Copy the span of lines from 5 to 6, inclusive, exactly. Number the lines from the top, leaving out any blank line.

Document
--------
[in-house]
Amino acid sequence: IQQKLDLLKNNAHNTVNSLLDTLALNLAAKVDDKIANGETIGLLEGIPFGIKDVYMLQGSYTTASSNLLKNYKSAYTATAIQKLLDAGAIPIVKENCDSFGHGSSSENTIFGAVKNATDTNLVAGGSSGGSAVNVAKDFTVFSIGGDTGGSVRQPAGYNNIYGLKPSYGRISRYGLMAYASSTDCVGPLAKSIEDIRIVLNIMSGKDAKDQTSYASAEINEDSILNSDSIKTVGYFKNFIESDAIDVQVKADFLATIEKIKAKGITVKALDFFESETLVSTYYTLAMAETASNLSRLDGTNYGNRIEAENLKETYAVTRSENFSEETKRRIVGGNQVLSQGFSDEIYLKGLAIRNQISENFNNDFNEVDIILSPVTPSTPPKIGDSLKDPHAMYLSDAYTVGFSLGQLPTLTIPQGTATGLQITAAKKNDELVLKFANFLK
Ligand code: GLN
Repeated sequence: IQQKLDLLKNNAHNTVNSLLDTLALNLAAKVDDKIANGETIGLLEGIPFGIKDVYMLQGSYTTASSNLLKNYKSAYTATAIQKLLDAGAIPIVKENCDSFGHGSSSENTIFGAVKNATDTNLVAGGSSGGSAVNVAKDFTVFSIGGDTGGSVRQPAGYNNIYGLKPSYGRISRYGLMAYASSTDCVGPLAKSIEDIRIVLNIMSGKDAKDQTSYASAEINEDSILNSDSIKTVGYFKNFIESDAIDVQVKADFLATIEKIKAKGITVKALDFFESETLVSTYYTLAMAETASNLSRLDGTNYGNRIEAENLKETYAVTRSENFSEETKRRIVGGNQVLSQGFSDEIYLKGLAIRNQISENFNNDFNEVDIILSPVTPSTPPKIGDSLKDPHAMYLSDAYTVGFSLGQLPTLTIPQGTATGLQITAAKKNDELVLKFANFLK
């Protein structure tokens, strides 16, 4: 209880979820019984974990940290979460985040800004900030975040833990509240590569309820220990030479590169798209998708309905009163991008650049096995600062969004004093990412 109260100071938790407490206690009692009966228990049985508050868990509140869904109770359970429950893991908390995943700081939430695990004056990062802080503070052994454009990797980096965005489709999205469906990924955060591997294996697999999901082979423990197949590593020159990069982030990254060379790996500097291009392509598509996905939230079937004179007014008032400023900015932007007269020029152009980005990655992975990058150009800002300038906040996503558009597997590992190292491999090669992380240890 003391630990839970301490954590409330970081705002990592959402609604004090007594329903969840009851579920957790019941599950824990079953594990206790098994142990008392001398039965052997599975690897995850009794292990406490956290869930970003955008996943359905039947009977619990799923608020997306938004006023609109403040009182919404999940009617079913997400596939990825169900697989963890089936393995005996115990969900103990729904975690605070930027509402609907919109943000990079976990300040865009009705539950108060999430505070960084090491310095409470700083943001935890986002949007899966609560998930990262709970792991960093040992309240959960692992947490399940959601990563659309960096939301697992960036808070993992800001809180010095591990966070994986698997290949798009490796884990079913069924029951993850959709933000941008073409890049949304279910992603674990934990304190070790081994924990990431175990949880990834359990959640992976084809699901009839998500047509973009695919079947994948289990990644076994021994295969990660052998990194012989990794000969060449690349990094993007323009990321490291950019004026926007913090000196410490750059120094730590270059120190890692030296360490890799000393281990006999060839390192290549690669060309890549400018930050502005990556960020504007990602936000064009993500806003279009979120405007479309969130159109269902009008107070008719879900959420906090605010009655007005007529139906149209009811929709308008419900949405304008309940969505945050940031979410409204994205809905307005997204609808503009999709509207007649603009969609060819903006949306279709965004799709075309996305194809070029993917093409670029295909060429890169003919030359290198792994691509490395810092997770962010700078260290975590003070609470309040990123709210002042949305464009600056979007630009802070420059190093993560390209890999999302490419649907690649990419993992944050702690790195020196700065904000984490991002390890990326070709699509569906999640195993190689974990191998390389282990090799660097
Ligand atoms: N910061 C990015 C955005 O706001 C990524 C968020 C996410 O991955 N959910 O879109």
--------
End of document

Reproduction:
């Protein structure tokens, strides 16, 4: 209880979820019984974990940290979460985040800004900030975040833990509240590569309820220990030479590169798209998708309905009163991008650049096995600062969004004093990412 109260100071938790407490206690009692009966228990049985508050868990509140869904109770359970429950893991908390995943700081939430695990004056990062802080503070052994454009990797980096965005489709999205469906990924955060591997294996697999999901082979423990197949590593020159990069982030990254060379790996500097291009392509598509996905939230079937004179007014008032400023900015932007007269020029152009980005990655992975990058150009800002300038906040996503558009597997590992190292491999090669992380240890 003391630990839970301490954590409330970081705002990592959402609604004090007594329903969840009851579920957790019941599950824990079953594990206790098994142990008392001398039965052997599975690897995850009794292990406490956290869930970003955008996943359905039947009977619990799923608020997306938004006023609109403040009182919404999940009617079913997400596939990825169900697989963890089936393995005996115990969900103990729904975690605070930027509402609907919109943000990079976990300040865009009705539950108060999430505070960084090491310095409470700083943001935890986002949007899966609560998930990262709970792991960093040992309240959960692992947490399940959601990563659309960096939301697992960036808070993992800001809180010095591990966070994986698997290949798009490796884990079913069924029951993850959709933000941008073409890049949304279910992603674990934990304190070790081994924990990431175990949880990834359990959640992976084809699901009839998500047509973009695919079947994948289990990644076994021994295969990660052998990194012989990794000969060449690349990094993007323009990321490291950019004026926007913090000196410490750059120094730590270059120190890692030296360490890799000393281990006999060839390192290549690669060309890549400018930050502005990556960020504007990602936000064009993500806003279009979120405007479309969130159109269902009008107070008719879900959420906090605010009655007005007529139906149209009811929709308008419900949405304008309940969505945050940031979410409204994205809905307005997204609808503009999709509207007649603009969609060819903006949306279709965004799709075309996305194809070029993917093409670029295909060429890169003919030359290198792994691509490395810092997770962010700078260290975590003070609470309040990123709210002042949305464009600056979007630009802070420059190093993560390209890999999302490419649907690649990419993992944050702690790195020196700065904000984490991002390890990326070709699509569906999640195993190689974990191998390389282990090799660097
Ligand atoms: N910061 C990015 C955005 O706001 C990524 C968020 C996410 O991955 N959910 O879109």